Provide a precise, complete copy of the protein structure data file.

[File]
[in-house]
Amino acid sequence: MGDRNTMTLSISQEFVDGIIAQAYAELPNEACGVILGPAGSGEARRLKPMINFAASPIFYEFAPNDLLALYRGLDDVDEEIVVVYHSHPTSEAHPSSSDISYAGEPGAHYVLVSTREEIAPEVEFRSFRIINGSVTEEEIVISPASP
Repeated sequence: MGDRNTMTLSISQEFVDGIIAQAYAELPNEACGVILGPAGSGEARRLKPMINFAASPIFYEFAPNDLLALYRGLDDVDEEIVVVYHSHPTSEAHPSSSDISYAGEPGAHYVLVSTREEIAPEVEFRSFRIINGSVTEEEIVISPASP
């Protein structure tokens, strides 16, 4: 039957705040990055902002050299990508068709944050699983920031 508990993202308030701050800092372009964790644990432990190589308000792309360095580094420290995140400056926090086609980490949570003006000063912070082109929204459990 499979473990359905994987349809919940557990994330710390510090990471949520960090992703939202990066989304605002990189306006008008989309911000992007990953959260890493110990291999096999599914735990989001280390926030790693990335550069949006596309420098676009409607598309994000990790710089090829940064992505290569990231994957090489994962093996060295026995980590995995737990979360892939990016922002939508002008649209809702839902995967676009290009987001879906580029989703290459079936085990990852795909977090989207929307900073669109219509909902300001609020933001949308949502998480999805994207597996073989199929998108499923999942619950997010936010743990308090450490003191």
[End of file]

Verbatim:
[in-house]
Amino acid sequence: MGDRNTMTLSISQEFVDGIIAQAYAELPNEACGVILGPAGSGEARRLKPMINFAASPIFYEFAPNDLLALYRGLDDVDEEIVVVYHSHPTSEAHPSSSDISYAGEPGAHYVLVSTREEIAPEVEFRSFRIINGSVTEEEIVISPASP
Repeated sequence: MGDRNTMTLSISQEFVDGIIAQAYAELPNEACGVILGPAGSGEARRLKPMINFAASPIFYEFAPNDLLALYRGLDDVDEEIVVVYHSHPTSEAHPSSSDISYAGEPGAHYVLVSTREEIAPEVEFRSFRIINGSVTEEEIVISPASP
């Protein structure tokens, strides 16, 4: 039957705040990055902002050299990508068709944050699983920031 508990993202308030701050800092372009964790644990432990190589308000792309360095580094420290995140400056926090086609980490949570003006000063912070082109929204459990 499979473990359905994987349809919940557990994330710390510090990471949520960090992703939202990066989304605002990189306006008008989309911000992007990953959260890493110990291999096999599914735990989001280390926030790693990335550069949006596309420098676009409607598309994000990790710089090829940064992505290569990231994957090489994962093996060295026995980590995995737990979360892939990016922002939508002008649209809702839902995967676009290009987001879906580029989703290459079936085990990852795909977090989207929307900073669109219509909902300001609020933001949308949502998480999805994207597996073989199929998108499923999942619950997010936010743990308090450490003191």